Class Notes (838,987)
Canada (511,153)
Physiology (1,062)
Tom Stavraky (262)
Lecture

Diabetes Mellitus

3 Pages
56 Views
Unlock Document

Department
Physiology
Course
Physiology 3120
Professor
Tom Stavraky
Semester
Winter

Description
Human Physiology Monday, March 1, 2010 “Endocrine V” Diabetes Mellitus • Diabetes – Greek (large volume of urine); mellitus – Latin (a sweet taste)  Once tested for by observing whether ants would swarm around a person’s urine; therefore referred to as “sweet urine disease” (Madhumeha) • Characterized by hyperglycemia (too much glucose in bloodstream); polyphagia (eating frequently); polyuria; glycosuria (glucose in the urine); water and electrolyte loss • In severe cases, get ketosis (build-up of ketones in bloodstream), acidosis, coma and death • Long-term complications: retinopathy (damage to retina or lens; get expansion and contraction); nephropathy; angiopathy • Insulin stimulates. . .  Glucose uptake  • Diabetes mellitus  Type I  Insulin-dependent; failure to secrete sufficient insulin to regulate glucose utilization  Autoimmune destruction of pancreatic B-islet cells; B-islet cells produces proteins after an “insult” that promote immune reaction; the cascade is fairly rapid once it’s initiated  Early onset  Only ~10% of diabetics  Inability to import glucose; alternate energy source needed • Protein o Increased gluconeogenesis (mostly in liver) o Muscle broken down to AA, which is converted into glucose in liver; causes (I) muscle wasting and (II) weight loss • Fat (more predominant) o Increased lipolysis o Mobilization of triglycerides and free fatty acids (FFAs) for energy; clipped into acetyl-CoA, which can then enter the citric acid cycle o By-products are ketones (results in ketosis)  Fate of high serum glucose • Increased glucose filtration = water excretion = dehydration • Glucose converted to sorbitol (via the “polyol pathway”) which damages the lens, nerves, and capillaries • Increased glycosylation of proteins (via the “glyoxal pathway”; especially haemoglobin); end-products are diagnostic (levels of glycosylated haemoglobin resides in serum for a long time) and damaging  Type II  Insulin resistant/impaired insulin secretion; overall, a decreased cellular response to insulin  “Lifestyle” – overweight and sedentary  Onset in mid-life (now seeing more and more cases in juveniles)  ~90% of diabetics  Complex interplay of factors contribute to insulin resistance • Lifestyle o Muscle is major user of glucose, so regular exercise maintains the tuning of the insulin release system • Diet o Tend to eat high-fat and high-salt foods (maybe an evolutionary drive) • Genes  Leads to obesity and insulin resistance (most obese people are also IR); also leads to PCOS; increases visceral fat (behaves differ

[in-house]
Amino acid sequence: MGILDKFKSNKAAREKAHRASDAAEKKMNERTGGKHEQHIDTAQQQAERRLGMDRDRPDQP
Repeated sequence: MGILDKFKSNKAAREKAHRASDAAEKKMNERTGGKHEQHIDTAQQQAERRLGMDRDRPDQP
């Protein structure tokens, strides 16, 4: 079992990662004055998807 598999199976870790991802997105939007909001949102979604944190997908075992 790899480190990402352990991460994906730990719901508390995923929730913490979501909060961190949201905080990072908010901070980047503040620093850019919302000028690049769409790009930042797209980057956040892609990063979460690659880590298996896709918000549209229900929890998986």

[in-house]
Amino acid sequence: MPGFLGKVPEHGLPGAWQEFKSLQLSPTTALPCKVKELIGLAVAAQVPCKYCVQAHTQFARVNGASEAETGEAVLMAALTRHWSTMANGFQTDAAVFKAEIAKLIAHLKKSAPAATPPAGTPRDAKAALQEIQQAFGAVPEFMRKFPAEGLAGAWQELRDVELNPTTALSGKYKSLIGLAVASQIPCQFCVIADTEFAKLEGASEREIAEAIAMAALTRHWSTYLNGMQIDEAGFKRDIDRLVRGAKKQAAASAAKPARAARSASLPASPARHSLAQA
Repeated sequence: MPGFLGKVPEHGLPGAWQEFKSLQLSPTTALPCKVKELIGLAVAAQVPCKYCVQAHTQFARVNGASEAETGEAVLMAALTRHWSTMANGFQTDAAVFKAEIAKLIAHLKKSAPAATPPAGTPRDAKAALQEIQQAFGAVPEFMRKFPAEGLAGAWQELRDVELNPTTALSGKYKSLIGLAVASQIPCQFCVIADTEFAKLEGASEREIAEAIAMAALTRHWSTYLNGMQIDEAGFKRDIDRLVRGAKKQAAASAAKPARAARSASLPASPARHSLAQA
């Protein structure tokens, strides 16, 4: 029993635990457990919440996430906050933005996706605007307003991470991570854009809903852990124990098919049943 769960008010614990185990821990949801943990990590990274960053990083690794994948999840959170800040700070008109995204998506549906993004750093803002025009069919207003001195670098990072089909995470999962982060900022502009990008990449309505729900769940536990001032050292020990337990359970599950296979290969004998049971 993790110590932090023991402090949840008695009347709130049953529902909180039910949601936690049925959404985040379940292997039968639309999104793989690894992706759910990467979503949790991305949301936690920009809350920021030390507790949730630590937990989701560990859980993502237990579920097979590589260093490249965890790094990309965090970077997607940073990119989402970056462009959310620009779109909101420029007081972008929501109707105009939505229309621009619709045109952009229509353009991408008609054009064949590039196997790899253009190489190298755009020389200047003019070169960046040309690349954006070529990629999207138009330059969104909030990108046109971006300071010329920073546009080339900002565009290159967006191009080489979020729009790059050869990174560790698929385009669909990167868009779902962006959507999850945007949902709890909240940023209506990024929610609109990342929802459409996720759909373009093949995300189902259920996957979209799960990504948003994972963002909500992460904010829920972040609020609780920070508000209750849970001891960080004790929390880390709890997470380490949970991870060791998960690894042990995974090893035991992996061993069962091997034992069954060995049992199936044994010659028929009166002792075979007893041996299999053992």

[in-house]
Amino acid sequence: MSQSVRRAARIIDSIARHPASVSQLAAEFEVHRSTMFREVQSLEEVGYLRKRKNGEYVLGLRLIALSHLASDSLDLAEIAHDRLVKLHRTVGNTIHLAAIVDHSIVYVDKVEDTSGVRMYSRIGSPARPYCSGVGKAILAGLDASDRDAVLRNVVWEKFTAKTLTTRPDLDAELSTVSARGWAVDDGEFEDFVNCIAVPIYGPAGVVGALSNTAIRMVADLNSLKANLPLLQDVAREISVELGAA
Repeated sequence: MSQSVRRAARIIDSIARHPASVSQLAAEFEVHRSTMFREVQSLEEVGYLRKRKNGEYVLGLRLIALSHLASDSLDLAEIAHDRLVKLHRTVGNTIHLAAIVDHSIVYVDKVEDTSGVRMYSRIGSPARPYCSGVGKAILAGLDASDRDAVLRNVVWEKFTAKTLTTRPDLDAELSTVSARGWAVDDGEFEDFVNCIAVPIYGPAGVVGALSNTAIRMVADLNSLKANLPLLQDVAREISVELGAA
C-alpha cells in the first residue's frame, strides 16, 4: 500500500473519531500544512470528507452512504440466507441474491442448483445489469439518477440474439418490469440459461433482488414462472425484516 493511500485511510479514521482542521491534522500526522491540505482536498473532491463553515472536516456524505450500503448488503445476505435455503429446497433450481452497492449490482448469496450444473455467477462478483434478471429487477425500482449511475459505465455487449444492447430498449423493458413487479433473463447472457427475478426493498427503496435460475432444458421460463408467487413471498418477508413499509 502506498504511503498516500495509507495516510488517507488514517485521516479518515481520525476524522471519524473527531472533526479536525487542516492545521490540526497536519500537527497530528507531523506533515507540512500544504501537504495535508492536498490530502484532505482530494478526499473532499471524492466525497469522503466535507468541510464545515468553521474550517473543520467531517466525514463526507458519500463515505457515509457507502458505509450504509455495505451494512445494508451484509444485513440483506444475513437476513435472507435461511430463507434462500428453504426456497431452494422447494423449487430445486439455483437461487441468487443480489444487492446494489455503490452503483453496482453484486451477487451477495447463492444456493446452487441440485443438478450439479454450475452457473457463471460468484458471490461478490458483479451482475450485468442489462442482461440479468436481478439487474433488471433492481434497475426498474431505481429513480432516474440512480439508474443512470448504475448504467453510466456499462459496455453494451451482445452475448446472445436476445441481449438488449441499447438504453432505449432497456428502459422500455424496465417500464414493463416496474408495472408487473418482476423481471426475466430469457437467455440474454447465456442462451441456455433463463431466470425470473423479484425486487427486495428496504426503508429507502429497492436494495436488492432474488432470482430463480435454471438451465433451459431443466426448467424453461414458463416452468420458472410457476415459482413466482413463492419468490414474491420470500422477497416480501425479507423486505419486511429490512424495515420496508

More Less

Related notes for Physiology 3120

Log In


OR

Join OneClass

Access over 10 million pages of study
documents for 1.3 million courses.

Sign up

Join to view


OR

By registering, I agree to the Terms and Privacy Policies
Already have an account?
Just a few more details

So we can recommend you notes for your school.

Reset Password

Please enter below the email address you registered with and we will send you a link to reset your password.

Add your courses

Get notes from the top students in your class.


Submit